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Friends: Det. Brian Simonsen faced every situation with a smile

Around his hometown of Riverhead, New York City Police Detective Brian Simonsen was known by the nickname “Smiles.”

Friends and former classmates from Riverhead High School said Det. Simonsen, who was killed in the line of duty while responding to a reported armed robbery in Queens Tuesday evening, brought happiness into any situation he encountered.  

The 1995 graduate of Riverhead High School was among a close-knit group of friends who stayed in Riverhead Town, many of whom were together Wednesday mourning their friend.

“Brian was one of a kind, he was always all smiles,” said friend Scott Sulzer. “He never let you get down.”

Karen Skop, who befriended Det. Simonsen, 42, when they were in high school and lives down the block from the house he shared with his wife in Calverton, said he got his nickname in high school and it just stuck.

“He was just the most generous, heartwarming person who always had a smile on his face,” she said. “He would do anything for anyone at the drop of a hat, he would be there for you.”

Friends marveled at how Det. Simonsen persevered through the tragedies he and his mother, Linda, faced. He was just 15 when his younger sister, Melissa, was struck by a vehicle and killed crossing Roanoke Avenue in Riverhead. She was 13 years old. Their father, Dr. Paul Simonsen, a local dentist, died suddenly six months later.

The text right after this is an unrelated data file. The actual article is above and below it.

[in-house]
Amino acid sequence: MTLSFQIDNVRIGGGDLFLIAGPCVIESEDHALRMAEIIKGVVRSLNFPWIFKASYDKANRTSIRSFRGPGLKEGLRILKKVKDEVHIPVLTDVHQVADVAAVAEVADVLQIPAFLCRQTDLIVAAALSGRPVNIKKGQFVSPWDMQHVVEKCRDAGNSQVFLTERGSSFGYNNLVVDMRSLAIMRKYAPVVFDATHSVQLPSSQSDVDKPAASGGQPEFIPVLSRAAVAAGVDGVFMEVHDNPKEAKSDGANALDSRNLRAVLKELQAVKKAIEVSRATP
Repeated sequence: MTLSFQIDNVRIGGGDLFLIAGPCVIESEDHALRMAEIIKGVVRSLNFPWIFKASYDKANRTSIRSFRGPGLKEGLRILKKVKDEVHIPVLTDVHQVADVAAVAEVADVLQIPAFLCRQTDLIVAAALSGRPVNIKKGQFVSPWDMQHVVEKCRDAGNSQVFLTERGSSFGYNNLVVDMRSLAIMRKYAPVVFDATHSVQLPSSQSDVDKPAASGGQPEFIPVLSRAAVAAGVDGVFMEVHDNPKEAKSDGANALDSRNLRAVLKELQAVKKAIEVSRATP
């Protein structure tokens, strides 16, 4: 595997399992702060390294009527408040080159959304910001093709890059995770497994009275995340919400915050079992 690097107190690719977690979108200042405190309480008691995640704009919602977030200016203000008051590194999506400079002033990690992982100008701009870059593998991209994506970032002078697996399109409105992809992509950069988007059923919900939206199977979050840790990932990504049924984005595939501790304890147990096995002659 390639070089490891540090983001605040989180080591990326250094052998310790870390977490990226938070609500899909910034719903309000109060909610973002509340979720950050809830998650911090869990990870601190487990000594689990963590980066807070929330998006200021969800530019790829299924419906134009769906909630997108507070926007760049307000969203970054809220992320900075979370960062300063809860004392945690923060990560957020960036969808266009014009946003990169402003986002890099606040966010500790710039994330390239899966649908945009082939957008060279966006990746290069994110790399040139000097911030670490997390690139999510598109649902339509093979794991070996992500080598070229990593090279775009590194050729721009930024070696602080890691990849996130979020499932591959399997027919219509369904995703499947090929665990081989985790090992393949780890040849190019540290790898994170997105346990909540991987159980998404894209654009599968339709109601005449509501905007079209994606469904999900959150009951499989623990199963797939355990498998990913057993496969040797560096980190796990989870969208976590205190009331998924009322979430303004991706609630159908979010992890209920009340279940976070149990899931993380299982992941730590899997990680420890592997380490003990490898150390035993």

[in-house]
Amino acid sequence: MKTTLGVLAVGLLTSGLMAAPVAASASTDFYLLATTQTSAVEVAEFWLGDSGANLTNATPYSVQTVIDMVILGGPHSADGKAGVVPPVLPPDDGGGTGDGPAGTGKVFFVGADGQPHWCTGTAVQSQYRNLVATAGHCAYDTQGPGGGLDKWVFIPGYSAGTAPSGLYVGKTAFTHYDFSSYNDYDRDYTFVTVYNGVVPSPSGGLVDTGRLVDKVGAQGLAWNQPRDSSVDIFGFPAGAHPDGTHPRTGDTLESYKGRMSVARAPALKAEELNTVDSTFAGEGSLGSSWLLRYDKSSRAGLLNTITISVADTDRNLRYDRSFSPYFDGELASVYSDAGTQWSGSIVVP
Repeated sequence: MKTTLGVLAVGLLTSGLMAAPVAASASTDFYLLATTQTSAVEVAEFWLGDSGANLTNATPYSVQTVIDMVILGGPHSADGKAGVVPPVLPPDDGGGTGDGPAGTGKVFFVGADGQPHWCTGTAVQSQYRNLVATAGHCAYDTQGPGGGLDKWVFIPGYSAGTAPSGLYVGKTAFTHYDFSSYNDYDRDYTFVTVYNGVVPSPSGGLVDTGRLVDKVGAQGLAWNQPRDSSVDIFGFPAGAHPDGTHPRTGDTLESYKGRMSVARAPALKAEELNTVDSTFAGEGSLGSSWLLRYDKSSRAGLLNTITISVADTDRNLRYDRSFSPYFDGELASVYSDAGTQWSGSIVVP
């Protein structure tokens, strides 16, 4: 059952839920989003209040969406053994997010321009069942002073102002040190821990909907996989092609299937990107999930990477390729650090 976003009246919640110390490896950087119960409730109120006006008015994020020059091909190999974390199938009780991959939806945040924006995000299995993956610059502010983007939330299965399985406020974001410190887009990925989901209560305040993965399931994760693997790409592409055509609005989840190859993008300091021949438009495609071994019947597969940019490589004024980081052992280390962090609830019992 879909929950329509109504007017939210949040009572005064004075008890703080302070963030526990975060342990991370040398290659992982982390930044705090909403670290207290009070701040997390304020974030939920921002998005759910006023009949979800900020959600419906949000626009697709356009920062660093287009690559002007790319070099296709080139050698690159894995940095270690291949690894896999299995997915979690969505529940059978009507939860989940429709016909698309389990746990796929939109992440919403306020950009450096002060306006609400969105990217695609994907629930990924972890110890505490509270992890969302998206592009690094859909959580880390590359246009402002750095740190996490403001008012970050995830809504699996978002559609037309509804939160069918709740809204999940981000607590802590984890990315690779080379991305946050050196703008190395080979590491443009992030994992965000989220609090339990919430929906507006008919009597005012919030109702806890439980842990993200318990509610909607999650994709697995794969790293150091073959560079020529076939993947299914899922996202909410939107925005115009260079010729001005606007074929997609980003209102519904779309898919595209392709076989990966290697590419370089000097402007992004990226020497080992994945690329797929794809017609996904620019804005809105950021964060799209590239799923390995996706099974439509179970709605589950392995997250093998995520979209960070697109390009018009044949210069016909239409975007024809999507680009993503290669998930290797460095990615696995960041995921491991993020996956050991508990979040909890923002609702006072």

“This is someone that made the best of their life,” said Mr. Sulzer, who also lost his father in high school and was consoled by his friend. “He could have looked the other way and said I could go one route and be depressed, but he totally went the opposite way.”

Brian Simonsen in his 1995 Riverhead High school yearbook. (Credit: Riverhead Free Library)

At Riverhead, Det. Simonsen played varsity football and baseball. He was also a homecoming prince and volunteered for Special Olympics in his junior year.

Det. Simonsen’s high school yearbook quote — “He that falls by himself never cries” — speaks to the way he lived his life.

After graduating in 1999 from Roger Williams University in Bristol, R.I., he attended the New York Police Department Police Academy. He was in his 19th year on the job and considering retirement next year, friends said.

Speaking at a press conference Tuesday night, New York City Police Commissioner James O’Neill said Det. Simonsen and Sgt. Matthew Gorman were working an unrelated case nearby when they responded to a call of a possible armed robbery at a T-Mobile store in Richmond Hill shortly after 6 p.m. Tuesday.

Officers at first did not see anyone inside through the window of the store. As they entered, someone emerged from the back fitting the description of the suspect, who pointed what appeared to be a handgun. The suspect advanced toward them and the officers fired, Commissioner O’Neill said. Det. Simonsen was shot while retreating out of the store, the commissioner said.